Colds and flu

Updated 04 October 2017

Bird flu poses little threat to people

Genetic analysis indicates that the public shouldn't be alarmed about catching bird flu as it may not be contagious to humans, health officials say.

The bird flu outbreak that has resulted in the slaughter of millions of chickens and turkeys in the United States has little chance of sickening humans, federal health officials said this week.

Genetic makeup of the virus is different

The reason: the genetic makeup of the virus behind the outbreak is different from other bird flu viruses that have sickened more than 600 people in 15 countries, according to Dr. Alicia Fry, an epidemiologist and medical officer with the U.S. Centres for Disease Control and Prevention's National Centre for Immunisation and Respiratory Diseases.

"The CDC considers the risk to humans to be low," Fry said during a morning media briefing. But it's possible there could be some human infections, particularly among farm workers handling infected poultry, she said.

Bird flu is spread by wild birds, particularly waterfowl. The outbreaks outside the United States have occurred in Asia, Africa, the Near East and parts of Europe, according to the CDC.

Read: What is flu?

The bird flu outbreak in the United States began late last year and is the worst in years. In the past two weeks, there has been a sharp rise in the number of cases in Midwest states such as Iowa, Minnesota and Wisconsin, the Wall Street Journal reported.

Fry said little is known about the H5N2 virus present in the United States because it has only recently been identified.

"But we do know that if we look at their genes, we don't see any genetic markers that in the past have been associated with transmission to humans," she said. "So that's a good sign."

Collecting samples for vaccine

Just in case, the CDC is collecting samples of the virus and its assorted strains to see which ones might be good candidates for a possible human vaccine should one be needed. This is a first step in making a vaccine, but at this time the agency has no plans to go beyond this preliminary work, she said.

"We are cautiously optimistic that we will not see any human cases, but there is certainly a possibility that we may," Fry said.

The best advice the CDC has for the general public is to avoid contact with wild birds and chickens or turkeys that appear sick or have died.

Read: Causes of flu

Also at the media briefing, Dr. John Clifford, chief veterinary officer at the U.S. Department of Agriculture, said the nation's food supply is safe.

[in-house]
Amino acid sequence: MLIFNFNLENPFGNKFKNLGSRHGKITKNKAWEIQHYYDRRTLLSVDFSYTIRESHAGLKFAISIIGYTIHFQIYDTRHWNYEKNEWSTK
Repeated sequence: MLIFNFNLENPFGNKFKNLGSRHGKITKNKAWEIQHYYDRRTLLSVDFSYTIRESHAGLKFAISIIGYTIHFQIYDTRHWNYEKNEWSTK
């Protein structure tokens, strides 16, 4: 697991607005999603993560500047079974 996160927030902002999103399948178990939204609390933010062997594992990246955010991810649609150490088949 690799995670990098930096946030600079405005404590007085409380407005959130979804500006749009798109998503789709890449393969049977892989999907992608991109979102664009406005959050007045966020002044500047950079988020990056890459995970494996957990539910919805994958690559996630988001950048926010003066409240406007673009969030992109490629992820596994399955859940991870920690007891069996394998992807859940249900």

"These birds are not going into the human food supply," he said.

The Department of Agriculture is taking several steps to control the outbreak, including developing a test to detect the virus and a vaccine to protect chickens and turkeys, Dr. David Swayne, director of the USDA's Southeast Poultry Research Lab, said during the briefing.

Likely to disappear in warmer weather

Clifford said the virus is likely to disappear as warmer weather arrives across the country.

"This virus doesn't like heat, so when it gets hotter this virus doesn't survive easily," he said.

Swayne added that the virus also doesn't like sunlight. So as the days grow longer, that will put even more strain on the virus.

"As we get into the spring and summer we get a lot more sunshine, and with sunshine comes more ultraviolet light and ultraviolet light will kill influenza virus," he said.

Read: Treating flu

Whether the fall will see a new outbreak of bird flu is unknown, the officials said.

"We can't really predict what is going to happen," Swayne said.

"Once birds go to their northern breeding grounds, it's really not sure if they will bring the virus back in the fall."

Read More:

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Image: Woman with mask from Shutterstock


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Dr Heidi van Deventer completed her MBChB (Bachelor of Medicine and Bachelor of Surgery) degree in 2004 at the University of Stellenbosch.
She has additional training in ACLS (Advanced Cardiac Life Support) and PALS (Paediatric Advanced Life Support) as well as biostatistics and epidemiology.

Dr Van Deventer is currently working as a researcher at the Desmond Tutu Tuberculosis Centre at the University of Stellenbosch.

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